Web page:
Playing contract bridge might make you break out in a sweat - but it does not constitute a sport, a tax tribunal has ruled.
The trick-taking card game involving the use of "high-level" mental skills and played in competing partnerships cannot be exempt from VAT charges on competition entry fees as if it were a sport, the first tier tribunal tax chamber said.
Around 300,000 people are said to play the game regularly in Britain and the English Bridge Union (EBU) had appealed against an HM Revenue and Customs (HMRC) refusal to repay VAT on competition entry fees for the period between June 2008 and December 31 2011.
The union told the tribunal that the Charity Commission and the International Olympic Committee recognised bridge as a sport.
It added that HMRC recognised sports where physical skill or activity plays "second fiddle", including croquet, darts, billiards, flying and gliding.
EBU treasurer Dr John Petrie added that emails he had received from bridge organisations in France, Holland, Belgium Ireland and Poland indicated that no VAT was charged on their entry fees.
"Playing bridge involves the use of high-level mental skills - logic, lateral thinking, planning memory, sequencing and others," he said.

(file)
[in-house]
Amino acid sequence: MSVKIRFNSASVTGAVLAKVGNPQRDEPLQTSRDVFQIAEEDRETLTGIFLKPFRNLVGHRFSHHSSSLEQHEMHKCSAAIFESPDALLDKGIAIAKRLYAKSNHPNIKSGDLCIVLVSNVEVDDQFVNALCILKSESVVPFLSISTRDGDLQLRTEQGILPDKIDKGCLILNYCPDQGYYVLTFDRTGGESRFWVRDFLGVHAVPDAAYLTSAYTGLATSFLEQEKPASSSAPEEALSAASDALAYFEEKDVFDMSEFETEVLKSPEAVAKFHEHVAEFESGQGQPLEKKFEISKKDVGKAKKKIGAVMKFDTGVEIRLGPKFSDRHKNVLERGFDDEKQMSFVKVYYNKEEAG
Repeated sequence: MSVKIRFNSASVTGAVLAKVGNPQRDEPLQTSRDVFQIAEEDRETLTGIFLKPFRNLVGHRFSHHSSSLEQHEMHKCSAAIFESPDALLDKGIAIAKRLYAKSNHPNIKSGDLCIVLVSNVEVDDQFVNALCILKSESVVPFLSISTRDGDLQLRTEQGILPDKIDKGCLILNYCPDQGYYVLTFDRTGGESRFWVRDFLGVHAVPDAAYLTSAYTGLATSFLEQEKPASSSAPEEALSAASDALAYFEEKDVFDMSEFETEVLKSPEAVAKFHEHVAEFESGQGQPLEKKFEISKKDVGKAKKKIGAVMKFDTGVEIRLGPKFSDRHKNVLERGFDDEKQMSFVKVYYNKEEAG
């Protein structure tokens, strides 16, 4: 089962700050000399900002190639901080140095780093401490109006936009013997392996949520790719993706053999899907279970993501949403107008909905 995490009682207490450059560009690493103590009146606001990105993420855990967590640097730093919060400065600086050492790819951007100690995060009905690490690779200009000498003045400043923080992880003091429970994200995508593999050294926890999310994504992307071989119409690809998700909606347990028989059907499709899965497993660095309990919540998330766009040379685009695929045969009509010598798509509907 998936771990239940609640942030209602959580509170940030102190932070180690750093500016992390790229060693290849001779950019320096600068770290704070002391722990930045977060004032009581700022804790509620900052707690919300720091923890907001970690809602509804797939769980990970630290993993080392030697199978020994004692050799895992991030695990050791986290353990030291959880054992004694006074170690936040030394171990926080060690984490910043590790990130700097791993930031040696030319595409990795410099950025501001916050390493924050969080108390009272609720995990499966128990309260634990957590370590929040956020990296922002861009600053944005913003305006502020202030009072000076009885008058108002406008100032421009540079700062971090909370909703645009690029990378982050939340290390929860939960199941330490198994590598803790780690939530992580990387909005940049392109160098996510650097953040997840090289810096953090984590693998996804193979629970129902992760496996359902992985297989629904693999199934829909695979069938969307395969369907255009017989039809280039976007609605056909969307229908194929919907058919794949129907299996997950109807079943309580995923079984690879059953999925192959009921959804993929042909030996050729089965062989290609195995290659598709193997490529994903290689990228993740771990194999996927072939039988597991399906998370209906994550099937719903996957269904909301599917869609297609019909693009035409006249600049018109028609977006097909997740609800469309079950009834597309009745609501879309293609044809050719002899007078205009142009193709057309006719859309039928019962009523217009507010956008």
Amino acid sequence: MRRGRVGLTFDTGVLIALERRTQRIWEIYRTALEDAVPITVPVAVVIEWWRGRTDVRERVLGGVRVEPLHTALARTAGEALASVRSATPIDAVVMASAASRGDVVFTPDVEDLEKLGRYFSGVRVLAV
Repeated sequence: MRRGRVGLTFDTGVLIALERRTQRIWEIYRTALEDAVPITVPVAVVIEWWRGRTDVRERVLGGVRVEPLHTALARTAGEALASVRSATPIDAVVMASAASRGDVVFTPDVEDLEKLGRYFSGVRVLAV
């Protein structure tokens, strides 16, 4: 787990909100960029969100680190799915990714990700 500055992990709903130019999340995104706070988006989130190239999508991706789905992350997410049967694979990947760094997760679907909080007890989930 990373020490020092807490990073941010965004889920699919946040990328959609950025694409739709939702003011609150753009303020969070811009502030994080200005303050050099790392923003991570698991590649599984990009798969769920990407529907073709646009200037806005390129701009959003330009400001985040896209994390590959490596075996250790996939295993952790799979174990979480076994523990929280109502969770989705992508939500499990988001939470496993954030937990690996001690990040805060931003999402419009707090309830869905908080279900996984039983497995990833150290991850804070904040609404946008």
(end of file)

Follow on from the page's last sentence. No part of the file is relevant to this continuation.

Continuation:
"Playing bridge regularly promotes both mental and physical health and studies have shown that it may benefit the immune system and reduce the chance of developing Alzheimer's disease and of mental deterioration."
But the tribunal judge Charles Hellier ruled: "To our minds, sport normally connotes a game with an athletic element rather than simply a game."
He added: "Contract bridge involves some physical activity, but not a significant amount. The physical activity is not the aim of participation, and physical skill, as opposed to purely mental skill, is not particularly important to the outcome of participation."
The EBU, which organises a "large number" of duplicate bridge competitions, said its 2012/13 total entry fee income alone was £631,000.